Regardless of academic discipline or future career responsibilities, college students are challenged to meet future employers’ demand for strong communication skills. However, becoming an effective, professional writer is a struggle for many college students. Based upon concepts of writing self-efficacy and writing apprehension, the Media Writing Self-Perception (MWSP) scale was administered to undergraduate students in a writing-intensive agricultural communications course to evaluate differences in writing self-perceptions as the semester progressed and to determine any relationships between MWSP scores and scores on assignments. Statistically significant differences were found in writing apprehension, self-efficacy, and elaborative/surface construct scores from the beginning of the semester to the end. A positive correlation was found between MWSP pretest and posttest scores and grades on major writing assignments, supporting the assertion that stronger self-perceptions of writing self-efficacy is related to improved writing overall. Students also reflected upon their MWSP scores, which revealed themes that illustrated variation in preferred styles of writing and highlighted the role of writing assignments in influencing their writing self-perceptions. This study supports the growing body of literature that indicates rigorous, diverse assignments are beneficial to improving writing skills and allowing time for reflection helps student writers understand how they can improve.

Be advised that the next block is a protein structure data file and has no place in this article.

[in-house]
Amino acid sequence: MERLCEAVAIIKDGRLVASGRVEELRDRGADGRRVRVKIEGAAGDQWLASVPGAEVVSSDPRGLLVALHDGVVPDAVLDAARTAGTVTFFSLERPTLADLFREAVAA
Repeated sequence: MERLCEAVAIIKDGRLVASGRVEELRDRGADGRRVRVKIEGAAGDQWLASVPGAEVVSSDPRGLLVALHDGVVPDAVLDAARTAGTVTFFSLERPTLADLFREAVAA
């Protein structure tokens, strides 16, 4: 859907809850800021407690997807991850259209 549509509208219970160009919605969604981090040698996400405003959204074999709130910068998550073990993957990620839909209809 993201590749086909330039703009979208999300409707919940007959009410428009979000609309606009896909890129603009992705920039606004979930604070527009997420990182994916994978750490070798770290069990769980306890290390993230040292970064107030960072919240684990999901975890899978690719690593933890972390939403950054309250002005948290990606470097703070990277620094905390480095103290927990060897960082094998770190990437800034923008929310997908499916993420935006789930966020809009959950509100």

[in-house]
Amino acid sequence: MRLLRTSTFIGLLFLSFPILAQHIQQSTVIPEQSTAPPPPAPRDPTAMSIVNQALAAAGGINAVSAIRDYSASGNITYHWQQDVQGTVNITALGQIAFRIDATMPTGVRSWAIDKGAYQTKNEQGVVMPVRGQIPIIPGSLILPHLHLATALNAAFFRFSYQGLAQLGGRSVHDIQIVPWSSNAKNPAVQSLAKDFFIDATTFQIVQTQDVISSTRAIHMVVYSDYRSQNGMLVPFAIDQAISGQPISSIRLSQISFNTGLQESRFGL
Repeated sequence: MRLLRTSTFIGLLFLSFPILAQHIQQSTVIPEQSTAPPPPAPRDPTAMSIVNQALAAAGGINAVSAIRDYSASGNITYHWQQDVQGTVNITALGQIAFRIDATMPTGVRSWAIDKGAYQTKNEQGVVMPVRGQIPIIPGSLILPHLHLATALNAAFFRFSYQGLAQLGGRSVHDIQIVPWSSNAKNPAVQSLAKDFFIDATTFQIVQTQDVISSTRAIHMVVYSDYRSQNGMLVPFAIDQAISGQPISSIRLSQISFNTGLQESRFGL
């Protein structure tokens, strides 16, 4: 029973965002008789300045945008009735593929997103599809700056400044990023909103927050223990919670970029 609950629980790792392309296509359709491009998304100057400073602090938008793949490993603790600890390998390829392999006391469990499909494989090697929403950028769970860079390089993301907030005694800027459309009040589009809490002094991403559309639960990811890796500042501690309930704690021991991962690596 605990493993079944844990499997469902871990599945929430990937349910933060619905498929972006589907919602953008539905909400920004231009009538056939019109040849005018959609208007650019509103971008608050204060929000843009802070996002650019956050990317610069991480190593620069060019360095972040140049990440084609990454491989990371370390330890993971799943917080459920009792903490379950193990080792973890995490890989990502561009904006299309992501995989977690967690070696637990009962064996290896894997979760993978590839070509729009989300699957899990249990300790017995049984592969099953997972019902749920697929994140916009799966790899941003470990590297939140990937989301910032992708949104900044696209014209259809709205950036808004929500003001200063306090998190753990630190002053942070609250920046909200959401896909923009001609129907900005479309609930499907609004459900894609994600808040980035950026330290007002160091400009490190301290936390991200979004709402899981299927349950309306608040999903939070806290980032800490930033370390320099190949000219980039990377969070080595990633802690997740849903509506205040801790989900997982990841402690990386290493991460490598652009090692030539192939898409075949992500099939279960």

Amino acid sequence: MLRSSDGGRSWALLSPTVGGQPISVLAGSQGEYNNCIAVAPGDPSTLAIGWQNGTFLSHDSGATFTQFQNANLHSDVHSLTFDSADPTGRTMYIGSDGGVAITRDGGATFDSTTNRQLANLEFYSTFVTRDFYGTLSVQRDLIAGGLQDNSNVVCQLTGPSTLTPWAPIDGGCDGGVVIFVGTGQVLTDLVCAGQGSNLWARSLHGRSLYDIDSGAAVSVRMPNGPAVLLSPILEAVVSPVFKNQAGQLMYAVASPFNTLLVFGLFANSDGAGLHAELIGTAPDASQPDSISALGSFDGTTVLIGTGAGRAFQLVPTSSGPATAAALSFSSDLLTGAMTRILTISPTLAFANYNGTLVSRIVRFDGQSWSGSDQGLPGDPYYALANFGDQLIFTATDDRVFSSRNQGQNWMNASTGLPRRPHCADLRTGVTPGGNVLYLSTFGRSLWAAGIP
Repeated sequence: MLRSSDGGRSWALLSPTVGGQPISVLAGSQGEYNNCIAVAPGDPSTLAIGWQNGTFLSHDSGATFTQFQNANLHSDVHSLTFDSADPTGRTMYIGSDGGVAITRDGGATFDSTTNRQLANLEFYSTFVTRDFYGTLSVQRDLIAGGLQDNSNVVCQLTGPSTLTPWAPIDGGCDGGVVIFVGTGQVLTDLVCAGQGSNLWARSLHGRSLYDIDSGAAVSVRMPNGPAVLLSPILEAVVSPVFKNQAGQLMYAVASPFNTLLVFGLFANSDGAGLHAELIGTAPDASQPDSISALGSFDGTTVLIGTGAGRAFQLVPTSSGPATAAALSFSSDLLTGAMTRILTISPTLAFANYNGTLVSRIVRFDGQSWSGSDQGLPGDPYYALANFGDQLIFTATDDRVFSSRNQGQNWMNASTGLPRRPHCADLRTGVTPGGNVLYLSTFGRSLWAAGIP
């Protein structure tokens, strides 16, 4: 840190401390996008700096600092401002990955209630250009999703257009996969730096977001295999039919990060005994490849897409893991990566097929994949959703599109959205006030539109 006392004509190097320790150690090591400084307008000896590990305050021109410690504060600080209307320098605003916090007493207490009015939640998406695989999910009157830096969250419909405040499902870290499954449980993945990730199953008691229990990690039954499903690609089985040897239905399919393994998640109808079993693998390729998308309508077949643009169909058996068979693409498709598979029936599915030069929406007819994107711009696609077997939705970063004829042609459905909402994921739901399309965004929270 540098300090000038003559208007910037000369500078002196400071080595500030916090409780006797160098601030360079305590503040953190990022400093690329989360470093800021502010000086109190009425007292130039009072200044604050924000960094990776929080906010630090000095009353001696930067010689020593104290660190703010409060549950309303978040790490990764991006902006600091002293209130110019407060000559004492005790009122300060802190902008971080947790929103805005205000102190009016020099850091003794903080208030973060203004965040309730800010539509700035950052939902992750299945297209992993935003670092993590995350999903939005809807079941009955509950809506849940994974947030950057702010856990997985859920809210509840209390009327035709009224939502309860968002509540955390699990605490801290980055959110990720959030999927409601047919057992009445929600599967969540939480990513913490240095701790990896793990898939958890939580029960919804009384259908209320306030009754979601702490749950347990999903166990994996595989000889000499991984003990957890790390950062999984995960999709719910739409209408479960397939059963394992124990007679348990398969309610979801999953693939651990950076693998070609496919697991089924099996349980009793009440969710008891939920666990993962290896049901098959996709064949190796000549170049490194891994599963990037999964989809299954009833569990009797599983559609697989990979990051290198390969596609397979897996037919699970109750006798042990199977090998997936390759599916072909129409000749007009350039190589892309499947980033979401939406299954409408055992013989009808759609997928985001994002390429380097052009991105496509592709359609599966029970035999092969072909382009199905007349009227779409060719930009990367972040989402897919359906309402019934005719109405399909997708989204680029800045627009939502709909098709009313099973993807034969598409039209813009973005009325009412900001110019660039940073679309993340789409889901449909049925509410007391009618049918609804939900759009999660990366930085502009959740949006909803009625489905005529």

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Creative Commons Attribution-Noncommercial 4.0 License
This work is licensed under a Creative Commons Attribution-Noncommercial-Share Alike 4.0 License.